Next is the new Tungsten E, a new design that appears to be aimed at fans of the legendary Palm V. It's simpler than the Tungsten T and C lines, in that it lacks wireless, and has no speaker. It also connects like the low-end Zires, which means there is no cradle available. Unlike the Zire and Zire 21, the two ports are at the bottom of the unit. Universal connector accessories and chargers, as a result, will not work with the E. It does have a vibrant backlit 320 x 320 64K color TFT. It uses a 126MHz OMAP 311 processor. Its case is shiny metallic silver, and is a little wider than the other two introductions. It's a half inch thick, Palm's thinnest since the Palm V. A flip cover is included, as is an SD/SDIO slot. The five way navigator is also present. 28.8 of 32MB are available for programs, and quite a few are bundled with the device. Though there is no speaker for audio playback, there is a 3.5mm audio jack for headphones, and the RealOne player is bundled for playback of MP3s from an SD card. This will be a good basic Palm that does just what most users will want for a price that's more realistic as an organizer, US$199.

Finally, what this reviewer has been waiting for: a Tungsten T with some teeth. The Tungsten T3. If you waited on buying that T2, rest assured you did the right thing. This was worth the wait. The T line is the power user's Palm, and all that power has more than doubled. Gather round, now. We're looking at a 400MHz Intel XScale processor with 52MB available on the 64MB RAM chip. But that' s not all, because the screen is 50% bigger, offering twice the number of pixels that a Pocket PC does, at 320 x 480. The T's unique expansion mechanism reveals this extra 50% with a pull, and the Graffiti area is now virtual, meaning it can be moved out of the way to give programs more screen area.

There are many improvements in this device, including an enhanced Date Book, Contacts (yes, they changed the name from Address Book), and To Do List (these enhancements are also on the E); and a new status bar along the bottom. The status bar is always present, offering Home, Find, Menu, Clock, Alert, Bluetooth, Onscreen writing switch, Rotate switch, and Hide Graffiti area buttons, whether the slider is open or closed. What's that? I thought you might notice that: you can indeed rotate the screen. Screen rotations are fast, allowing a better view of text, web pages, photographs, videos, and spreadsheets. The Kinoma Player, Documents to Go, and other applications have been enhanced to take advantage of the new display spec. Programs written to conform to the upcoming OS6 standards will also comply, according to palmOne's Anthony Armenta.

Other enhancements include changeable Graffiti area icons (just tap and hold to bring up a menu of eligible applications). Or tap and hold on the small house icon to bring up a list of the last six applications used. These are both permutations of Pocket PC ideas, but in the case of the latter list function, these six programs are not left running in the background like they are on the PPC.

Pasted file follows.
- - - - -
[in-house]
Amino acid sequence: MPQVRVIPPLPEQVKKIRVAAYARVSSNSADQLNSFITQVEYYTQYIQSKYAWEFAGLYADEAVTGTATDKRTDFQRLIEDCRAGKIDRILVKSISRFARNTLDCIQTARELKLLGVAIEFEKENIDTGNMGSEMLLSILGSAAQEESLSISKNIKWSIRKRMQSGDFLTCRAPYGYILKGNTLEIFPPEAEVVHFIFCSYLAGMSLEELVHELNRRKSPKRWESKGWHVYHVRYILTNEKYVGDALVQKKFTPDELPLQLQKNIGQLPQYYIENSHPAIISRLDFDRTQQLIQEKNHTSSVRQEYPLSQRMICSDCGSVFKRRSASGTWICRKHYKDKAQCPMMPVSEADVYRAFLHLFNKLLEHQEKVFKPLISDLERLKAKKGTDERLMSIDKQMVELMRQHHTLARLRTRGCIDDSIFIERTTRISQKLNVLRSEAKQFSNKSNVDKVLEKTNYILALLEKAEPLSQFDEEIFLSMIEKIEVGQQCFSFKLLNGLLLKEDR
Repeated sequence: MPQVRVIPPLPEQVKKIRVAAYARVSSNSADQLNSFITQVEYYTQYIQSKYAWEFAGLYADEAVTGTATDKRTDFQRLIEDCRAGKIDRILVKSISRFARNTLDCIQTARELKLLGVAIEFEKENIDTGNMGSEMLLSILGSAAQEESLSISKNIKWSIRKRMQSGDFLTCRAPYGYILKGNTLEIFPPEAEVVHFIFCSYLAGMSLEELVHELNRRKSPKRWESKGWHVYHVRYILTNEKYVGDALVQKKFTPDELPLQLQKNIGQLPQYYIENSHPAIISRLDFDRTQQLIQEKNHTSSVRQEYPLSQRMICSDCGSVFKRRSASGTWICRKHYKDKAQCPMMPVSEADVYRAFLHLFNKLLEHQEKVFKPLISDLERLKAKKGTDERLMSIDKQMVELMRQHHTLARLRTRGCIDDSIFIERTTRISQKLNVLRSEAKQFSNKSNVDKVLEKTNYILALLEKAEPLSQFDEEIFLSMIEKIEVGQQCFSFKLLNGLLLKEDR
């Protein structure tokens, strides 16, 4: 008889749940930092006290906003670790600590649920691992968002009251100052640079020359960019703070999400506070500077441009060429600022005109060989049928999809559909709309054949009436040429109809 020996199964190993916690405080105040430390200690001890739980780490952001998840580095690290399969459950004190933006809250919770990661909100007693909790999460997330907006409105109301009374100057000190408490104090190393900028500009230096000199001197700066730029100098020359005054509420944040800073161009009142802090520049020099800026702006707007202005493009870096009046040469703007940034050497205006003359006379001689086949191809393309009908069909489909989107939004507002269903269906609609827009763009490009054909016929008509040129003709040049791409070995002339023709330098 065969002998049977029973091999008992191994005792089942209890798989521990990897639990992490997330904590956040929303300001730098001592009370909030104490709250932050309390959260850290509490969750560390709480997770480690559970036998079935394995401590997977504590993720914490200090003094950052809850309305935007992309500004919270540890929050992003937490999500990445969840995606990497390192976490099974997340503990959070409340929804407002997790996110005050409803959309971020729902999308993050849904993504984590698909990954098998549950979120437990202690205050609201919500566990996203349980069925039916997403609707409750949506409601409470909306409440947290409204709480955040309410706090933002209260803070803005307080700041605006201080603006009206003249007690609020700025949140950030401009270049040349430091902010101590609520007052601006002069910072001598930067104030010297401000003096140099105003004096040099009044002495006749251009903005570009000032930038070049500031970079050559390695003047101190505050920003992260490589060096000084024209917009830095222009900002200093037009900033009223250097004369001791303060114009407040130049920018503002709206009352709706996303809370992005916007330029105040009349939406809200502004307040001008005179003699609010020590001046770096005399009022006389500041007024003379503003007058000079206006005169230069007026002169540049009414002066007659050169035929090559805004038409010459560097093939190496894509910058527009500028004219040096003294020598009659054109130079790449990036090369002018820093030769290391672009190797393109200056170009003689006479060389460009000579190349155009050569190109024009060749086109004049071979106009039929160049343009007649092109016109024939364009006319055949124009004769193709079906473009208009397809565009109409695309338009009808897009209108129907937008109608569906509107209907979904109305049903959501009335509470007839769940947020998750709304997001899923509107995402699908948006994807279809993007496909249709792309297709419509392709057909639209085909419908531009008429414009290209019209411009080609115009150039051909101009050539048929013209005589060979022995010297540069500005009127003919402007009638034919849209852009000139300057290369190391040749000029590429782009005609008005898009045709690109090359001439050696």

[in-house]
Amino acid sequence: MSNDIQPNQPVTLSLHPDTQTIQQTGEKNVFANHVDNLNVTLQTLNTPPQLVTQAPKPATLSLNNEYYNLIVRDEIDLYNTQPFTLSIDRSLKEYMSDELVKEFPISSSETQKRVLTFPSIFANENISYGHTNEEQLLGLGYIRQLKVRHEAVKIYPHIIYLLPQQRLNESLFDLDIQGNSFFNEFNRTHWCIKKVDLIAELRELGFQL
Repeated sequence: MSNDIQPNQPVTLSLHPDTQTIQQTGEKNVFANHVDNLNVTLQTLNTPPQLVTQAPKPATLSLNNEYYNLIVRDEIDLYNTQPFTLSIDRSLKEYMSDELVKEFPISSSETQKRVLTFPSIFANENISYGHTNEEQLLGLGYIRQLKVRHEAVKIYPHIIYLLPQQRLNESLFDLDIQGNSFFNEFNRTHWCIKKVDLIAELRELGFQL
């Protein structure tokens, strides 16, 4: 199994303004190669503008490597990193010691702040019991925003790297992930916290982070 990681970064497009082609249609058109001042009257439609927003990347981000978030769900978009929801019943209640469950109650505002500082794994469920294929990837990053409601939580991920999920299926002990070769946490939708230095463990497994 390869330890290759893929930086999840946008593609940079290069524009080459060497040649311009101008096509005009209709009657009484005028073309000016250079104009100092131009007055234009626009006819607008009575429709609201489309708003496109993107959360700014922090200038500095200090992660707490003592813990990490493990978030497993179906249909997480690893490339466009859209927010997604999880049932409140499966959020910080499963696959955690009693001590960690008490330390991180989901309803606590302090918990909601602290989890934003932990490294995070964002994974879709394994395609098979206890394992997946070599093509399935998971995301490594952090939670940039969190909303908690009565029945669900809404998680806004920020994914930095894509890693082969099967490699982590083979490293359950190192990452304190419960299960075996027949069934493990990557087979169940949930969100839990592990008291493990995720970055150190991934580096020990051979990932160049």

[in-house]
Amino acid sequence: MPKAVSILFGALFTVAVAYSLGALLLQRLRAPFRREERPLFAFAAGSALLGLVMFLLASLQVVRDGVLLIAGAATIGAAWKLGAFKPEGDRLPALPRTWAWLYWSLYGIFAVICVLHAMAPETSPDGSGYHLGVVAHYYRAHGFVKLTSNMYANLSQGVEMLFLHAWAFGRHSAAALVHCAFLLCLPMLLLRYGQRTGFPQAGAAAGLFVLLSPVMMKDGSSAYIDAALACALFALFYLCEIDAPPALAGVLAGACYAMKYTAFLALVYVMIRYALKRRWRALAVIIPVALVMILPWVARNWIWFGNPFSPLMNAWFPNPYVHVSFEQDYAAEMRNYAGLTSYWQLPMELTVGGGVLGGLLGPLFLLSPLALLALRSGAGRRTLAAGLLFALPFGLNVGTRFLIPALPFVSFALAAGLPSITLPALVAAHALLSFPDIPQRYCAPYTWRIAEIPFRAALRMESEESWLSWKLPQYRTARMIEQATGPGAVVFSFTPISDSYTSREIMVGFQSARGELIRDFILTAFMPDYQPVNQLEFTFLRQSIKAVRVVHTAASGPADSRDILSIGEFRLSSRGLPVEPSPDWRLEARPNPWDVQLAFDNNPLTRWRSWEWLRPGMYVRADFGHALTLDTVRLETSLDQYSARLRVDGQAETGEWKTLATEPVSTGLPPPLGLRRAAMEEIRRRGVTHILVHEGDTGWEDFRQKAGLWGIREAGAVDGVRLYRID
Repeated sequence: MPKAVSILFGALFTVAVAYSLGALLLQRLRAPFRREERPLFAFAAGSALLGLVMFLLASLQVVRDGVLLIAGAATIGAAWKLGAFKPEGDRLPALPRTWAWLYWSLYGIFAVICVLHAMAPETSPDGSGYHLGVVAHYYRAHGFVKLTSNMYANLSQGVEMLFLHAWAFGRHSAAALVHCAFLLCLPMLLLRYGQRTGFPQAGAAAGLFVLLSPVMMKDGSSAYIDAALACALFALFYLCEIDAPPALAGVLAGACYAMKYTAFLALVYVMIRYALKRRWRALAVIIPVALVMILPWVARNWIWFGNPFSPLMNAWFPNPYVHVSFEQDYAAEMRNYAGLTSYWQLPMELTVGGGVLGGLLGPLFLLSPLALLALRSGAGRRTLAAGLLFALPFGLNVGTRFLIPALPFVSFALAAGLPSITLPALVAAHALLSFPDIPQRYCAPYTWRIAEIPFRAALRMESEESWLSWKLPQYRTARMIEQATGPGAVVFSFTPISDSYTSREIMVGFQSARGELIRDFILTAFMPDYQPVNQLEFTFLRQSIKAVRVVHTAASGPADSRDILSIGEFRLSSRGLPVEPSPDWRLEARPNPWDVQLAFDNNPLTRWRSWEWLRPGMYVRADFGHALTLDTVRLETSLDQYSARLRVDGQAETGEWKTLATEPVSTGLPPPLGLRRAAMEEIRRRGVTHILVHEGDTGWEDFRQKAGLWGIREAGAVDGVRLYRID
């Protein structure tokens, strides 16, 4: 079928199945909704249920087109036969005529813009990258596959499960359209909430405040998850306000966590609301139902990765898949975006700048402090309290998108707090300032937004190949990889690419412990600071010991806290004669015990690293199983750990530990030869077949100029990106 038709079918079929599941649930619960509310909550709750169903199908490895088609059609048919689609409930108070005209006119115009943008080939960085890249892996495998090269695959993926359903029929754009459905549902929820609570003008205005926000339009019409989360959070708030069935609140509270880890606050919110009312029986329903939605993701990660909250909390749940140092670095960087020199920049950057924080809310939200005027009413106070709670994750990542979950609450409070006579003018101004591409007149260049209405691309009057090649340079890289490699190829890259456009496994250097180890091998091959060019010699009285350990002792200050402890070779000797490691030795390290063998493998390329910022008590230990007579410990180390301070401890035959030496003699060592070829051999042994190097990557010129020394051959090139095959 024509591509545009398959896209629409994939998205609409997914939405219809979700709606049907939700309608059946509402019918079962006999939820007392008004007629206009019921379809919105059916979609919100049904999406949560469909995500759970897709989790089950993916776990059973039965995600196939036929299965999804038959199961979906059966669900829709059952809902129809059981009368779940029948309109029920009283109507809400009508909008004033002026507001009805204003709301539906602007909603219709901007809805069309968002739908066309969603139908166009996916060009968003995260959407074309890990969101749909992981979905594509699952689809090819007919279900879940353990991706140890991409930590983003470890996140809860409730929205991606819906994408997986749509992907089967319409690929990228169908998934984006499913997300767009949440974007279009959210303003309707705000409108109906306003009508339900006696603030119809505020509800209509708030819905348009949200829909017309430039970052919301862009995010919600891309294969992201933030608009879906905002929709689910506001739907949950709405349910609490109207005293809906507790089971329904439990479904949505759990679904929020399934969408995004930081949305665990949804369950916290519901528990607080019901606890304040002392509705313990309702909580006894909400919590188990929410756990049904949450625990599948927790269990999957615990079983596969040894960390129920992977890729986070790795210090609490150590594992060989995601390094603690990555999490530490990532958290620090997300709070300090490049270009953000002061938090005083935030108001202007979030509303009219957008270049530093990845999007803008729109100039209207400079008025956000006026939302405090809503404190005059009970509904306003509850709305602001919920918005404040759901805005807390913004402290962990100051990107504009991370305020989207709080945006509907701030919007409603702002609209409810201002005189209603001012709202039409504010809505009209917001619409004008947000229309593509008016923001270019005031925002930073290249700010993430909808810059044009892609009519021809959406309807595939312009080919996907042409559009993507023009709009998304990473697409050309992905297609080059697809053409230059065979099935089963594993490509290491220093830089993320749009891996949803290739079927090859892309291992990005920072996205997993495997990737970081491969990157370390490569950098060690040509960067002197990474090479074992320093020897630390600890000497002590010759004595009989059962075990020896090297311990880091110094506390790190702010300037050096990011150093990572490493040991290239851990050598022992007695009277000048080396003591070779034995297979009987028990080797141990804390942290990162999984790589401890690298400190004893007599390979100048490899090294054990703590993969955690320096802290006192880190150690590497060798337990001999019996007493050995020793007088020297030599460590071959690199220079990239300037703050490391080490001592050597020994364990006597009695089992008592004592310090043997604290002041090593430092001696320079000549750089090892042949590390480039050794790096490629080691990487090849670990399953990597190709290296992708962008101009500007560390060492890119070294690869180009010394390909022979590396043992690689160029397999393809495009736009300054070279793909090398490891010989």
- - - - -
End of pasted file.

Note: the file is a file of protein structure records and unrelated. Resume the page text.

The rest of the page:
The body is anodized aluminum and the unit flares slightly top and bottom, looking a little more like the m500s that preceded the T. The slider is about as tight as was the T2, but the bottom body is a little longer, making the whole unit seem considerably longer when open; in reality it's only about an eighth of an inch. It's also a little slimmer than the original Tungsten T design. A leather flip cover that attaches at the back and flips over the top is included. I love flip covers. There's a door now covering the SD slot, a smart improvement that's indicative of how much finer this unit is than the already excellent T. "We did a lot of work this year," said Armenta. He's not kidding. We'll have to wait for a full review to see all the details.

The T3 is fast. Satisfyingly fast. It feels like a Palm from the future, not one debuting just a year from the original Tungsten T. I've only just begun exploring the new applications, but they offer some improvements that have been long overdue, others that are surprisingly novel. Most important is the ability to support multiple addresses in the Contacts list, meaning better sync with Outlook. Categories have also been introduced to the Date Book application, including colored dots next to each item so users can differentiate them with a glance. Date Book databases can even be beamed to other users, allowing husband and wife or coworkers to share schedules, turning them on and off at will.

The T3 is a significant upgrade, offering the ultimate feature-set for Palm OS fans. The T3 is the tightest, smartest, most comprehensive improvement in Palm design in Palm OS history. This device is easily worth the US$399 price tag. Enthusiasts rejoice. http://www.palmone.com
-- Posted Wednesday, October 1, 2003 by sab